Marie-Antoinette may be nearly 235 years dead, but that doesn't mean France's corridors of power lack for drama queens. Scarcely 48 hours before the opening of the G-20 summit in London where divided leaders face the formidable challenge of finding a consensus strategy to reverse the global economic downturn President Nicolas Sarkozy threatened to walk out of the meeting if his fellow heads of state fail to heed his demands for muscular international regulation of financial markets.
"The crisis is too serious for us to hold a summit for nothing," Sarkozy said on Tuesday, having earlier warned that "there'll be an empty chair I'll get up and leave" if there was no breakthrough at the London summit. (See pictures of Sarkozy's previous visit to London.)
"I said, 'I want results,' " Sarkozy explained on Tuesday, when asked about his threat to walk out. "It's in everyone's interests to get results."
Perhaps, but the pursuit of consensus among 19 national leaders with divergent views on how to handle the global economic crisis may not be best served by one of its members throwing hissy fits and issuing ultimatums. (See pictures of the global financial crisis.)
France, of course, is on one side of an increasingly stark policy divide among key players at the G-20. The U.S. and Britain are urging that the immediate priority be for governments to collectively launch deep-pocketed stimulus packages aimed at reviving the demand that will spark economic recovery; for London and Washington, ambitious international regulation of financial markets is, at best, a secondary priority. But France and Germany, backed by most of the European Union, reject the "Anglo-Saxon" plans for debt-financed stimulus packages and argue that these simply put off dealing with the permissive regulation environment that allowed the unchecked avarice of bankers, hedge-fund managers and finance companies to plunge the world economy into calamity.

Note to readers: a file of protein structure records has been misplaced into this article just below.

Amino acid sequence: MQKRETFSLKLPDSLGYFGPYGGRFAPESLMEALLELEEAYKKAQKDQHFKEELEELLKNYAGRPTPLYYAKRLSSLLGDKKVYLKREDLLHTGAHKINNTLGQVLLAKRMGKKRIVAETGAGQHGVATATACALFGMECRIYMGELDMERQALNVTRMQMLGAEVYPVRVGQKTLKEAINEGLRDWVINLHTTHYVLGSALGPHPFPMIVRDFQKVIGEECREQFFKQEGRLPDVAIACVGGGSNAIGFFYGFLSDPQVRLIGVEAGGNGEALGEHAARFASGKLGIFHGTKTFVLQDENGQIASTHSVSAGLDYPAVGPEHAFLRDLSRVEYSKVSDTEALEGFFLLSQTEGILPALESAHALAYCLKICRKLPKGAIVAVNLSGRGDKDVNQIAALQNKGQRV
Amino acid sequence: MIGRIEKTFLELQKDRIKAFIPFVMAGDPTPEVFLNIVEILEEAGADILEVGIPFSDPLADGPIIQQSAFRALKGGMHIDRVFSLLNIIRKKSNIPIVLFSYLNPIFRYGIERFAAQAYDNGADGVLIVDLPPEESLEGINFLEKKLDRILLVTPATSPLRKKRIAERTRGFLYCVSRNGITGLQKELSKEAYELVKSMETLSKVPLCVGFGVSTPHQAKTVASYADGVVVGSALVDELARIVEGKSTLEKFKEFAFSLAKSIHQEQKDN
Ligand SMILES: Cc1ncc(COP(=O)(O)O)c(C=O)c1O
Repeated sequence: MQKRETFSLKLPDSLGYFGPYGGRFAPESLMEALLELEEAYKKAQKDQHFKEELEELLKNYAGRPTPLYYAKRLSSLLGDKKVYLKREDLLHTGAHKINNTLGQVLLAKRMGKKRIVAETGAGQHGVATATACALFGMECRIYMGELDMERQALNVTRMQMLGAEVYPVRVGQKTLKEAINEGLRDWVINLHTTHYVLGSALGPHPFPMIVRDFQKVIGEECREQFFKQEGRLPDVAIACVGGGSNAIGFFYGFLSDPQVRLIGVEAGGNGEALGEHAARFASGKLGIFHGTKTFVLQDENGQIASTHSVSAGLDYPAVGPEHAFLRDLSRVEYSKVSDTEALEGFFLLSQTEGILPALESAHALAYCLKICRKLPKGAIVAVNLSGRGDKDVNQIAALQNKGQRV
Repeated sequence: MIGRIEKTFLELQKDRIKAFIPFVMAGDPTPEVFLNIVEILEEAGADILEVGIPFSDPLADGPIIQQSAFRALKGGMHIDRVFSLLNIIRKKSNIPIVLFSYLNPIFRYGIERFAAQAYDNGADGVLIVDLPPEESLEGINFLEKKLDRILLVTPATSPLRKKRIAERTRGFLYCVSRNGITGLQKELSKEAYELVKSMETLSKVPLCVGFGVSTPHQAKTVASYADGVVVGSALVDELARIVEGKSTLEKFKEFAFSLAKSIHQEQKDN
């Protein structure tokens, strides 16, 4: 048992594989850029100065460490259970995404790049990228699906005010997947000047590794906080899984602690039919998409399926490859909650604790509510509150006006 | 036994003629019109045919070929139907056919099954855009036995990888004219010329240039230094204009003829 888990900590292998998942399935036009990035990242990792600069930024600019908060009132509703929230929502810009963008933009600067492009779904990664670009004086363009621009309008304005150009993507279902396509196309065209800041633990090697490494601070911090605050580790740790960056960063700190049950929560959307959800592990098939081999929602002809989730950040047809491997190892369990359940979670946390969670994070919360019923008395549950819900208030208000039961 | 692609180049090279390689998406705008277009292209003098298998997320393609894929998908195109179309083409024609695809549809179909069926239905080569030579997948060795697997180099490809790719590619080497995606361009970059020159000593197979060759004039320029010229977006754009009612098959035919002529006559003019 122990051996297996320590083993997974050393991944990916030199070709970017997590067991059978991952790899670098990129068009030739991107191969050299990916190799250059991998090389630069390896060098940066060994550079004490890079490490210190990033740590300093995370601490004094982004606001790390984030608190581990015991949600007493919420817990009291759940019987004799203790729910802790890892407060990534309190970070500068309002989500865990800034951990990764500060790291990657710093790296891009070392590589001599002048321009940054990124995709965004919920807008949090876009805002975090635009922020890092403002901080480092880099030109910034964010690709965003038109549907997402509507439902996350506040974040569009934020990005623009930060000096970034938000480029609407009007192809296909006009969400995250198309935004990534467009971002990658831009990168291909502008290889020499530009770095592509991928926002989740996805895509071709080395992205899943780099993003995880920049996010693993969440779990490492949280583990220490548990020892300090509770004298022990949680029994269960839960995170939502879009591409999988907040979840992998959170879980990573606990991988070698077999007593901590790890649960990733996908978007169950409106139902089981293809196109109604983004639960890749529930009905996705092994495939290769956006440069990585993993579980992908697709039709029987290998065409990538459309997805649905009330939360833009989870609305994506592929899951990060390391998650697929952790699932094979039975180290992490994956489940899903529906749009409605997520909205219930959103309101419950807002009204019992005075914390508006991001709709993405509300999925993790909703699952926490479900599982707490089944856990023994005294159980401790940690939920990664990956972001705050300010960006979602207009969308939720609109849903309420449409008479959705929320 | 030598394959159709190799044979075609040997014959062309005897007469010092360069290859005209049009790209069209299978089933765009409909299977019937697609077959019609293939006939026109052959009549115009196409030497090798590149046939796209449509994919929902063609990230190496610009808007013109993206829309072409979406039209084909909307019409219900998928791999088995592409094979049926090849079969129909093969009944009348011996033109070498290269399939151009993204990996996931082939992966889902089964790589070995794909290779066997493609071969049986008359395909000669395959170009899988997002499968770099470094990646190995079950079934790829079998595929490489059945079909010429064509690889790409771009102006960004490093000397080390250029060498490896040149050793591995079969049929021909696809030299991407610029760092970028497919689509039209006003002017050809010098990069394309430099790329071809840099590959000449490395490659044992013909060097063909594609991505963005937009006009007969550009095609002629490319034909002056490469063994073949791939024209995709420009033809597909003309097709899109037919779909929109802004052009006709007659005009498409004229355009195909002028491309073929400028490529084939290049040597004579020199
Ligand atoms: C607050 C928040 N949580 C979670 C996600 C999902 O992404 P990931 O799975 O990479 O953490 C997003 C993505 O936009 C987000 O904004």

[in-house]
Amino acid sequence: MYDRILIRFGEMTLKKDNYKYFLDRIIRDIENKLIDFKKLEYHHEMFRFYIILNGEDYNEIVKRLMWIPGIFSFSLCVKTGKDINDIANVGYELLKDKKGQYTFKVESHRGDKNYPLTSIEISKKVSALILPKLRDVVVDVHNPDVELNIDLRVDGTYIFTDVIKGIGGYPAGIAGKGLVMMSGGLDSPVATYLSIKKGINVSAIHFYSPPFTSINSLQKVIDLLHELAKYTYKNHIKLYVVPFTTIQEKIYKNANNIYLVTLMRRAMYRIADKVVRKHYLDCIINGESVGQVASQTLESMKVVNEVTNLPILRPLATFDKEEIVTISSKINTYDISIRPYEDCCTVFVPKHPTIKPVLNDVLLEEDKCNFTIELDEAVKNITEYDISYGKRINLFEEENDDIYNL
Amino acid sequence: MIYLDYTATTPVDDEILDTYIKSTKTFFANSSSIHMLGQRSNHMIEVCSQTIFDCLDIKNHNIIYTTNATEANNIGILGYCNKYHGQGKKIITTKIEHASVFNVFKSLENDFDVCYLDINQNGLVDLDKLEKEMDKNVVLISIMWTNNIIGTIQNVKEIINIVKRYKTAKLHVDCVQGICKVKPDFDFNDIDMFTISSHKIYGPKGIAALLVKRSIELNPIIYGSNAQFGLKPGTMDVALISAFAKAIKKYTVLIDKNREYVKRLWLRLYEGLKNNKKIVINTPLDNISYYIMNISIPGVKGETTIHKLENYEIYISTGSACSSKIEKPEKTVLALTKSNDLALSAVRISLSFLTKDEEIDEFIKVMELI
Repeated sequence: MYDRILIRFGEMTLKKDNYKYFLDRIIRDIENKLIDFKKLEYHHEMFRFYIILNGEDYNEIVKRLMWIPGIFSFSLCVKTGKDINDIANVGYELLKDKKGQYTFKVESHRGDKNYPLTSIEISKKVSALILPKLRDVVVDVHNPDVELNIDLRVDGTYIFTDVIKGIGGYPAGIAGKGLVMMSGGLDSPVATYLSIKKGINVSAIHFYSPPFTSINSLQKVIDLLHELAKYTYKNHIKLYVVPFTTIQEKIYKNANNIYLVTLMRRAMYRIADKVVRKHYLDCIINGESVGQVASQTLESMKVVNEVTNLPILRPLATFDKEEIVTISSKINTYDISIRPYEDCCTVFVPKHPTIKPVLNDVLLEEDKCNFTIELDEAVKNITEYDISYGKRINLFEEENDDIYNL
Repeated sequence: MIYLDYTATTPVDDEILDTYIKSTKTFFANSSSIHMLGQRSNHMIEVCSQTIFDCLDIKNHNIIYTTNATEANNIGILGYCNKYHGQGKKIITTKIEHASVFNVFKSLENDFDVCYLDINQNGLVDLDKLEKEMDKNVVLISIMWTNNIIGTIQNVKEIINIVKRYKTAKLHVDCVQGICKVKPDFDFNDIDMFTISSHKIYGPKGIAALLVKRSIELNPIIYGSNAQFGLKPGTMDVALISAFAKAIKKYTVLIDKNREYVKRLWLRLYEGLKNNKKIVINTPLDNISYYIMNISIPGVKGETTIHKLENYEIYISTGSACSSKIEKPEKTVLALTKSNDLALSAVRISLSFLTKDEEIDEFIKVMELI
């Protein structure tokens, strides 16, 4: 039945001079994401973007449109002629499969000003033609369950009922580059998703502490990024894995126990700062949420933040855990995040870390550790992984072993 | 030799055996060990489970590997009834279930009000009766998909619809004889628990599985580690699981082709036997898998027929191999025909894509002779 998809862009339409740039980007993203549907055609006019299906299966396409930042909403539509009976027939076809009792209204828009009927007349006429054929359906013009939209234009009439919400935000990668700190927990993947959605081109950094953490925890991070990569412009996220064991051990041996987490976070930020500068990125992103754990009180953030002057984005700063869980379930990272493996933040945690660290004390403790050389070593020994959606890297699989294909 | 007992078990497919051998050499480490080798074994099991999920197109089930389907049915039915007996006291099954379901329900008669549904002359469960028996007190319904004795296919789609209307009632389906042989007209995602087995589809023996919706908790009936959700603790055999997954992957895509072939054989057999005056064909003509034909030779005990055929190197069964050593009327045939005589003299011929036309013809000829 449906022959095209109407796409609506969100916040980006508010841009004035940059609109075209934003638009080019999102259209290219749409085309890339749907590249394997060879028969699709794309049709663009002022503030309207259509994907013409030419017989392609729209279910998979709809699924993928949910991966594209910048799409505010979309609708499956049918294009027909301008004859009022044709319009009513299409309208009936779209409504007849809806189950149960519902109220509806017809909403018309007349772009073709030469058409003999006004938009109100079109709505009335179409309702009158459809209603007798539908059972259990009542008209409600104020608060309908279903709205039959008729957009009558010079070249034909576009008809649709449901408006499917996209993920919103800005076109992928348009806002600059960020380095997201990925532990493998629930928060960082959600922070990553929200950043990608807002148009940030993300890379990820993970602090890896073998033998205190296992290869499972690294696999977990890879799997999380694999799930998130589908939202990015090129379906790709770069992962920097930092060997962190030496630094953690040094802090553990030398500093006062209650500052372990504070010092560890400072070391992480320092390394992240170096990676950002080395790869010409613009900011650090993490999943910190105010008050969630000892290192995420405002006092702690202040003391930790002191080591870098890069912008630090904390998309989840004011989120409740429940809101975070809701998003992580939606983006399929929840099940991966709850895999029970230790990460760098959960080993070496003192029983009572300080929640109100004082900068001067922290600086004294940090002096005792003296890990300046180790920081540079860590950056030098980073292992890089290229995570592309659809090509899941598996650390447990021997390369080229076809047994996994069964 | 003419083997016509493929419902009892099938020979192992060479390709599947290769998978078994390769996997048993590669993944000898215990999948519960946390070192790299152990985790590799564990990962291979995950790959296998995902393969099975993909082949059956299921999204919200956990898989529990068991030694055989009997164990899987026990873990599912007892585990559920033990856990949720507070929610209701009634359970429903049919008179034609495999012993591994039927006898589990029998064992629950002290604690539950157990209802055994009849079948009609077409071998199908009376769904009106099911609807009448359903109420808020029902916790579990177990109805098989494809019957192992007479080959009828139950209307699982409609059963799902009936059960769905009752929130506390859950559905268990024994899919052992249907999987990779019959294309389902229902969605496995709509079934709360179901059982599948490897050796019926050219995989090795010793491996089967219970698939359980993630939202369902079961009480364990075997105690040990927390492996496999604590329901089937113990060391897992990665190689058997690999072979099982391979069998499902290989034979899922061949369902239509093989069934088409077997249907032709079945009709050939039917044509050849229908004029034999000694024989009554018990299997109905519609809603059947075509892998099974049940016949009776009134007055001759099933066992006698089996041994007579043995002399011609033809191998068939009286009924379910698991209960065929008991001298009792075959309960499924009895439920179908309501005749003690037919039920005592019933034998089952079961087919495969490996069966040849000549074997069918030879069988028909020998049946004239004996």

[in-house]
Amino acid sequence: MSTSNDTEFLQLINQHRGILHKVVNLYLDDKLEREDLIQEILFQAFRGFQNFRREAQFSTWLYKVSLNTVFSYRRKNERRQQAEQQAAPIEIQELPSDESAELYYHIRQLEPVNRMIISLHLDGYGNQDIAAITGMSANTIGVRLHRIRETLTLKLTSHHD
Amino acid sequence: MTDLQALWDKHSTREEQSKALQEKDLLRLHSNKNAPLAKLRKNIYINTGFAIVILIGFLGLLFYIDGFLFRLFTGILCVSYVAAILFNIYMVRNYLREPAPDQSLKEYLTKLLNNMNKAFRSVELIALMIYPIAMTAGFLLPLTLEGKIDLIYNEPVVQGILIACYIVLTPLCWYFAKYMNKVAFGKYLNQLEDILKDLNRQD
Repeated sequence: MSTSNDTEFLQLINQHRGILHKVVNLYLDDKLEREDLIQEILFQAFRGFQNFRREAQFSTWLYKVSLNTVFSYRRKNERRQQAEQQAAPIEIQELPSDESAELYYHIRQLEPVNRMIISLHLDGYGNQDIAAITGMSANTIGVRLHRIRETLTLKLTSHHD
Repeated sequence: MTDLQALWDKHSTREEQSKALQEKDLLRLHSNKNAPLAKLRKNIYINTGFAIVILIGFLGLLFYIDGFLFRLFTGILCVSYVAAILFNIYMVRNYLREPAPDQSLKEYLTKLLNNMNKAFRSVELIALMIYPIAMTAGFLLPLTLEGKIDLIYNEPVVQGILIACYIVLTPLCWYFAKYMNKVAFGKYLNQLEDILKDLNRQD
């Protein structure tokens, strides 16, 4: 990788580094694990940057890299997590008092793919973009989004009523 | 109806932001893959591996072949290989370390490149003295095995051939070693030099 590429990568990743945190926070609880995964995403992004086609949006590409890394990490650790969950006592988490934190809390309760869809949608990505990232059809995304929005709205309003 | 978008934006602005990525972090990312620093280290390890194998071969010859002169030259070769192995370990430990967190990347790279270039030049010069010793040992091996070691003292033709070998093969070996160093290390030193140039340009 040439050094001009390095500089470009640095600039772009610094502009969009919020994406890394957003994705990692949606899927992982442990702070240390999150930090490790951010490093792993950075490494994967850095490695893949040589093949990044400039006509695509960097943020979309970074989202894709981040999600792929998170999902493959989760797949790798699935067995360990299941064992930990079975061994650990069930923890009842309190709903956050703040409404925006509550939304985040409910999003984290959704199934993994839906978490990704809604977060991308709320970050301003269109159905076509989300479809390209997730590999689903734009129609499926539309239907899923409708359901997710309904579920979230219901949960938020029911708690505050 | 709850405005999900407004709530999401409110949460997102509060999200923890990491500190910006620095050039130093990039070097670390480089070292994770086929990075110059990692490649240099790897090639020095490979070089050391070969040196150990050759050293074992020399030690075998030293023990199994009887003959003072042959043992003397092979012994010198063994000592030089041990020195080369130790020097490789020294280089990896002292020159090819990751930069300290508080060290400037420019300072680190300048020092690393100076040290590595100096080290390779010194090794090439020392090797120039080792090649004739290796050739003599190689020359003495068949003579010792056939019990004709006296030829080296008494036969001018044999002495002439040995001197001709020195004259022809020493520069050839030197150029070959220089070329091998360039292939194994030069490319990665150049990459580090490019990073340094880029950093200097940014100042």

Between those poles lie countries such as Brazil, India and China, which are skeptical of the chaos wrought in the global economy by the supposedly sophisticated Western governments that have long lectured others on matters of economic policy.
"Although everyone is angry and concerned, what really has to happen is for everyone to stop playing the blame game and face that reality that difficult effort will have to be made by each nation for the collective salvation," says Simon Tilford, chief economist of the Center for European Reform in London. "The U.S. and U.K. are going to have to say some things continental Europeans want to hear about measured regulation over time. And those European states are going to have to admit their economies need far more funding and help to stop what's now become even more dramatic decline than the U.S. has experienced."
How does that happen when leaders like Sarkozy are engaged in what Tilford calls "petulant and childish brinksmanship"? Does that mean Sarkozy's histrionics behind demands for greater controls and scrutiny over the operations of the international financial system are simply theatrical?
"No, he's capable of walking out if he has to threatening scandal is a classic tactic to get more from your partners," says Sylvie Matelly, an economist and international-affairs expert for the Institute of International and Strategic Relations in Paris. "He's aiming to get concessions to very real French and German concerns about how this crisis must be handled. If he gets those, it's total victory. If he gets lip service, he does what he did so well in November: market a largely empty accord as a big breakthrough."
"Even if he doesn't leave the meeting as threatened, he stands to gain support," Matelly adds. "Not just in France and Europe, but in emerging countries who want something dramatic done fast."
Tilford believes Sarkozy's threat was a message to British Prime Minister Gordon Brown to "halt his drift from the rest of Europe to full partnership with the U.S. position, or [the Frenchman would] ruin a summit critical to Brown's political standing," Tilford says. But Sarkozy's strategy could have unintended consequences. "If it keeps insisting the British-American position is simply wrong and refuses to budge, Europe may surrender its credibility in the view of the open-minded, multinationalist U.S. President it's been asking for for so long," Tilford notes. "It's critical to avoid that now, because in six to eight weeks as unemployment zooms higher still most of Europe will realize it's in far more dire straits than it would admit. And then it will have no choice but to turn to the stimulus options it now disparages."